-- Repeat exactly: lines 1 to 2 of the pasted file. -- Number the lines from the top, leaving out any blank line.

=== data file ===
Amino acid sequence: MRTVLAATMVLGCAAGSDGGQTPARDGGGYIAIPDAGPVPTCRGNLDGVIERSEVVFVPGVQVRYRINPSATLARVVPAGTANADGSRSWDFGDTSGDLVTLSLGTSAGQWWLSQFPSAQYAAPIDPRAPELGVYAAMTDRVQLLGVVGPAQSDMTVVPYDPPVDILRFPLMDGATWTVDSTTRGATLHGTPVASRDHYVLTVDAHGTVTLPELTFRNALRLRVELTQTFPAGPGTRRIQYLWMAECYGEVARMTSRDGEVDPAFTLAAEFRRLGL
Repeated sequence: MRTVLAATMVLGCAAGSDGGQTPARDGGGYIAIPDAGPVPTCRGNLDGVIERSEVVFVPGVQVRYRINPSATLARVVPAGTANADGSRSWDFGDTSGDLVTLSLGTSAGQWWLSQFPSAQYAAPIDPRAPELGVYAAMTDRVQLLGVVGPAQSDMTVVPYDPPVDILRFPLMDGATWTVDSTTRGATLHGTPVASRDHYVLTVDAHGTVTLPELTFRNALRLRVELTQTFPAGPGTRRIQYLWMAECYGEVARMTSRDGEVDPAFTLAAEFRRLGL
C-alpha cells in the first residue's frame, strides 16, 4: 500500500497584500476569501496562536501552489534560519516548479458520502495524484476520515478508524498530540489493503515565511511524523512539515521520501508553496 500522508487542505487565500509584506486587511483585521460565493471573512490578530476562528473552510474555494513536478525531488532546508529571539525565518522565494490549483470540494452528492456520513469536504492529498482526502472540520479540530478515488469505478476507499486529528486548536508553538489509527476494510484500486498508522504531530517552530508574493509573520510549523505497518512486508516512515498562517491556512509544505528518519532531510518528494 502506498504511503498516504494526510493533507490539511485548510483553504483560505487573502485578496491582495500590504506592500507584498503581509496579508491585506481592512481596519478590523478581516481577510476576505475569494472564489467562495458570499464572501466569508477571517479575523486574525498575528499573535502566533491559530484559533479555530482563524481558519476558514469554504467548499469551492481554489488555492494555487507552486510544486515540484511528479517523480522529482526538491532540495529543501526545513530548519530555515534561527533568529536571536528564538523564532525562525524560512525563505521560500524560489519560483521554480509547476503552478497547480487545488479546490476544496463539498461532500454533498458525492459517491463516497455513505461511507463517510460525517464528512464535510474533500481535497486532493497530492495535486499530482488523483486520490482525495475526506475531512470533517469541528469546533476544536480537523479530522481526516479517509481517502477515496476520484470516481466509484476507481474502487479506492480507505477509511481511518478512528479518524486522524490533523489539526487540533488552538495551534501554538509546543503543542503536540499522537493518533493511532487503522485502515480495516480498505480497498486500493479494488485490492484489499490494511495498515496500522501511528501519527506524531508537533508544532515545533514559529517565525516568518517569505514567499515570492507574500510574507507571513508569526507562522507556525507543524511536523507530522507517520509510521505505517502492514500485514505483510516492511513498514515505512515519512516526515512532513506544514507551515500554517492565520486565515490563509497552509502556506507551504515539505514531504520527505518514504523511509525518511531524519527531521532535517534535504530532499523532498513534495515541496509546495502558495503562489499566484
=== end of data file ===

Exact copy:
Amino acid sequence: MRTVLAATMVLGCAAGSDGGQTPARDGGGYIAIPDAGPVPTCRGNLDGVIERSEVVFVPGVQVRYRINPSATLARVVPAGTANADGSRSWDFGDTSGDLVTLSLGTSAGQWWLSQFPSAQYAAPIDPRAPELGVYAAMTDRVQLLGVVGPAQSDMTVVPYDPPVDILRFPLMDGATWTVDSTTRGATLHGTPVASRDHYVLTVDAHGTVTLPELTFRNALRLRVELTQTFPAGPGTRRIQYLWMAECYGEVARMTSRDGEVDPAFTLAAEFRRLGL
Repeated sequence: MRTVLAATMVLGCAAGSDGGQTPARDGGGYIAIPDAGPVPTCRGNLDGVIERSEVVFVPGVQVRYRINPSATLARVVPAGTANADGSRSWDFGDTSGDLVTLSLGTSAGQWWLSQFPSAQYAAPIDPRAPELGVYAAMTDRVQLLGVVGPAQSDMTVVPYDPPVDILRFPLMDGATWTVDSTTRGATLHGTPVASRDHYVLTVDAHGTVTLPELTFRNALRLRVELTQTFPAGPGTRRIQYLWMAECYGEVARMTSRDGEVDPAFTLAAEFRRLGL